When 21-year-old Marine Cpl. Antonio Mendoza of Santa Ana died June 3 at an Army hospital in Texas, his girlfriend had no idea that he had returned from Iraq.
Brenda Luna, 17, who began dating the Camp Pendleton Marine a year ago with her mother's permission, learned of his death from a close friend of Mendoza.
He died at Brooke Army Medical Center at Ft. Sam Houston of wounds suffered Feb. 22 in an explosion in Ramadi, Iraq, west of Baghdad, the U.S. Department of Defense said recently. No further details were released.
"I was shocked," Luna said. "I didn't believe her. I told her, 'No it's not true.' " Luna would not identify the friend.
The high school student had not heard from Mendoza since a fellow Marine called her from Iraq to let her know that he had been injured. The Marine, a friend, told her "not to worry, it was nothing bad," Luna said. He gave no details of her boyfriend's injuries.
Mendoza was a field artillery cannoneer assigned to the 5th Battalion, 11th Marine Regiment, 1st Marine Division, 1st Marine Expeditionary Force at Camp Pendleton. He joined the Marine Corps in 2002, and had received the Purple Heart, among other awards.
Mendoza's deployment to Iraq was his second, according to Luna. He left for a seven-month stint in September and planned to reenlist next year.
Mendoza was excited to be in Iraq, Luna said, adding that he was a fun-loving jokester who made friends easily and befriended many Iraqis. He loved to go to parties, and taught the Iraqis he met how to dance, she said.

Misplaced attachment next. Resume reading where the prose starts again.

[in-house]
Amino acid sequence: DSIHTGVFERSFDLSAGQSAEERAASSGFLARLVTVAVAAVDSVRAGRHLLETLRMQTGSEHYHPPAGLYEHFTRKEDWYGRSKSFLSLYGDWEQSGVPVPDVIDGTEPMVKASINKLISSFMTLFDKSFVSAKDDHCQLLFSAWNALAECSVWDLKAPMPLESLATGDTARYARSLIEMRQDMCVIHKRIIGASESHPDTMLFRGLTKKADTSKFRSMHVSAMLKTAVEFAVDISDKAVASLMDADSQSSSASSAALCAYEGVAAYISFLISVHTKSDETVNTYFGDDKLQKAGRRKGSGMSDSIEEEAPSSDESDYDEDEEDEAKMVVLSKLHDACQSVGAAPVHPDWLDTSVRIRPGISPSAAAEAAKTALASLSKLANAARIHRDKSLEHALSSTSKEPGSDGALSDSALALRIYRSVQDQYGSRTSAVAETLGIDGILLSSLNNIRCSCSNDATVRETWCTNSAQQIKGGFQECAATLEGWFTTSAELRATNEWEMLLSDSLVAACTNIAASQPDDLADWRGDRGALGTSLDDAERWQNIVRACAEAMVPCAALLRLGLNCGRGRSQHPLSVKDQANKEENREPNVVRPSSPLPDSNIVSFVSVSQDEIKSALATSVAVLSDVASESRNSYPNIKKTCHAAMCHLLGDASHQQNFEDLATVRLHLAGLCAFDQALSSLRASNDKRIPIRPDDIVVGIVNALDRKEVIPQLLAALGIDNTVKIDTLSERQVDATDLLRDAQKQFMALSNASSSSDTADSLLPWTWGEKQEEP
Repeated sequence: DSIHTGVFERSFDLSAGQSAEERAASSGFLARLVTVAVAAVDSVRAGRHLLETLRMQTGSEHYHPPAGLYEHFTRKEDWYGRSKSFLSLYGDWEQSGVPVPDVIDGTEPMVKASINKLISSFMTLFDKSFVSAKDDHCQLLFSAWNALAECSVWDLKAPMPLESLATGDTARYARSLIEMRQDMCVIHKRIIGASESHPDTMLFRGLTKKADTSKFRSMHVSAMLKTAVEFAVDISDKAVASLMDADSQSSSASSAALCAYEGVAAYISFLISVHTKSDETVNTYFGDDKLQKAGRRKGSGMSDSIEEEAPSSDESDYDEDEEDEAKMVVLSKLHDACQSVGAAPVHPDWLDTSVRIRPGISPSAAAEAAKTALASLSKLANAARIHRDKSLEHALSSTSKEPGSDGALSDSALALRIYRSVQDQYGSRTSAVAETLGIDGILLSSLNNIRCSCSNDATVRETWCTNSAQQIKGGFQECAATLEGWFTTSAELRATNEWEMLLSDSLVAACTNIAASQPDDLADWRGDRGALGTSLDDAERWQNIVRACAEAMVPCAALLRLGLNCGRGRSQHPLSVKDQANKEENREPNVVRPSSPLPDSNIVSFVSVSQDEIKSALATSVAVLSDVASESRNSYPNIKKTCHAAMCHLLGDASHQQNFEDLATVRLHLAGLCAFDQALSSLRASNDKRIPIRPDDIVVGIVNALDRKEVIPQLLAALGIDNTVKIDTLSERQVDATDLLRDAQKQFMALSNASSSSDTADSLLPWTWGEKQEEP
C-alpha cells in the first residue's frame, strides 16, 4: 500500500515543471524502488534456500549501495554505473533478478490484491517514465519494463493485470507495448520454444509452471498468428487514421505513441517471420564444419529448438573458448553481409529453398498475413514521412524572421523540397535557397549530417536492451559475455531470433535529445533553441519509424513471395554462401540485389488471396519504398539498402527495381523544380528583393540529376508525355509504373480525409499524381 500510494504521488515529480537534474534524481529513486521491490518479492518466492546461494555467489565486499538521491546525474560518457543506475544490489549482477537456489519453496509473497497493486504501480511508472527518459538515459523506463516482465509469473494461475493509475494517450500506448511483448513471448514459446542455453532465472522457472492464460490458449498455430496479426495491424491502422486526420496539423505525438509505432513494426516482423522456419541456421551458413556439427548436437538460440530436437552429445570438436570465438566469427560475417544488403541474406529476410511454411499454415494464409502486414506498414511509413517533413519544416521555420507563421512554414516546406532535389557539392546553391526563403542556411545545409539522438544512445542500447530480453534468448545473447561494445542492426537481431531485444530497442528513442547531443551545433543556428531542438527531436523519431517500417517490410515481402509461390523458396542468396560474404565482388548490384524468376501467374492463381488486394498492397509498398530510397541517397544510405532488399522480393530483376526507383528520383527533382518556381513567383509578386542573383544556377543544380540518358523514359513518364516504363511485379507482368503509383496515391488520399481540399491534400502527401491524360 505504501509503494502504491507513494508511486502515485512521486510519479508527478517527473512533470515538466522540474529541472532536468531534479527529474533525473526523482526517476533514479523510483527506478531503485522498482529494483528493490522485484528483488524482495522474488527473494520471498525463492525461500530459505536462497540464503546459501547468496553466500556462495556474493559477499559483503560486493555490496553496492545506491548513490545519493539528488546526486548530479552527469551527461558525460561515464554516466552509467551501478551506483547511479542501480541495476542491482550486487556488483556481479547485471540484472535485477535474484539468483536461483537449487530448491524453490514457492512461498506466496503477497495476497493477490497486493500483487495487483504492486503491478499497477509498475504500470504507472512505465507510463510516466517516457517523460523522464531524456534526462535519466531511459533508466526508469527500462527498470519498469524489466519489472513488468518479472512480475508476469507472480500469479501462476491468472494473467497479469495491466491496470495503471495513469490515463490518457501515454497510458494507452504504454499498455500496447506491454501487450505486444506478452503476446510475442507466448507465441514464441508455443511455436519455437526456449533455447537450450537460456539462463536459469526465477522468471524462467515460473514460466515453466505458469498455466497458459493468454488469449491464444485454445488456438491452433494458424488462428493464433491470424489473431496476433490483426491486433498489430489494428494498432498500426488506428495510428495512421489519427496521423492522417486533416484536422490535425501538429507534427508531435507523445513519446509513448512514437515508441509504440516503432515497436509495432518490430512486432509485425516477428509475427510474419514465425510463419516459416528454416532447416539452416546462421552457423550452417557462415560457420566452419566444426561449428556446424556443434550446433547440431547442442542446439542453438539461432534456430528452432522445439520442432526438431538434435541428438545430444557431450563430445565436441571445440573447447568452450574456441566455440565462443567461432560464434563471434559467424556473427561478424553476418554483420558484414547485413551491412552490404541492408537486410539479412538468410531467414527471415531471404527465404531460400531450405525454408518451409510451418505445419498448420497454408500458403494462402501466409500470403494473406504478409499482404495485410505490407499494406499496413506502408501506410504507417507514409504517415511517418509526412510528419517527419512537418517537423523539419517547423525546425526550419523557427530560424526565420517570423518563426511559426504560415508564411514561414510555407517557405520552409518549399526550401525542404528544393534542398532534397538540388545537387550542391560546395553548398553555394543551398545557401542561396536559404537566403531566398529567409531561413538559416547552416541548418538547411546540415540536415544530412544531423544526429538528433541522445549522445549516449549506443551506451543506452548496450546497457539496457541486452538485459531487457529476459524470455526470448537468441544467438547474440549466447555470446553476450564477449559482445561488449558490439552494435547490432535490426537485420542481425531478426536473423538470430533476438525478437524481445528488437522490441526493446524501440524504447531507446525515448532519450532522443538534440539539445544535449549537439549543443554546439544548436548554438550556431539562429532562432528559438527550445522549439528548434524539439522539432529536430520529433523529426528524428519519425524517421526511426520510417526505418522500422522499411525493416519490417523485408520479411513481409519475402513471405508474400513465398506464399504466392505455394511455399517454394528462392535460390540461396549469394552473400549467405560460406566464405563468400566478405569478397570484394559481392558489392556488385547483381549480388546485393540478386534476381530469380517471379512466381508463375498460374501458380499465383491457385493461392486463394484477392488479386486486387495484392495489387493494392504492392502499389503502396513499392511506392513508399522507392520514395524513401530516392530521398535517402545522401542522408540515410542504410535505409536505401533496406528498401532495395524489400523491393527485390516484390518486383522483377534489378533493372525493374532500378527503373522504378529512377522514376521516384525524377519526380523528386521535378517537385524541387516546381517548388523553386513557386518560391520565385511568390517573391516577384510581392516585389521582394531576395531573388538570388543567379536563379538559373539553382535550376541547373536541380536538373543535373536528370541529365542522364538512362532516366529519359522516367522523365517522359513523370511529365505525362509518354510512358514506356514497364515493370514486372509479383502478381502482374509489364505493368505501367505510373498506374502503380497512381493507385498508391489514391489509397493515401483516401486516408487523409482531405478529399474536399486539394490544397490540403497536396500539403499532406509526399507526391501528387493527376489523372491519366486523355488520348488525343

Mendoza took the couple's relationship seriously, Luna said.
"He was not like any other guy that just meets you just for fun," she said. He was a romantic too. He often bought Luna flowers and teddy bears when he visited her on weekends from Camp Pendleton and wrote her love letters from Iraq.
"He used to tell my mom, 'I'm going to marry her,' " Luna said, recalling how he would window-shop for rings when they went to the mall.
Luna last spoke to Mendoza on Valentine's Day, about a week before he was injured. He told her that he wanted to come back to her, she said.
"I told him that he needed to take care and that I love him," Luna said. "He told me not to worry; he's going to take care."
Luna said she will cherish a "dog tag" that Mendoza gave her for luck that lists his name, rank and serial number in the Marines. It will stay in a keepsake box with pictures, letters and other presents he had given her.
Mendoza is survived by his mother and several siblings in Mexico, as well as an older sister in Riverside, Luna said.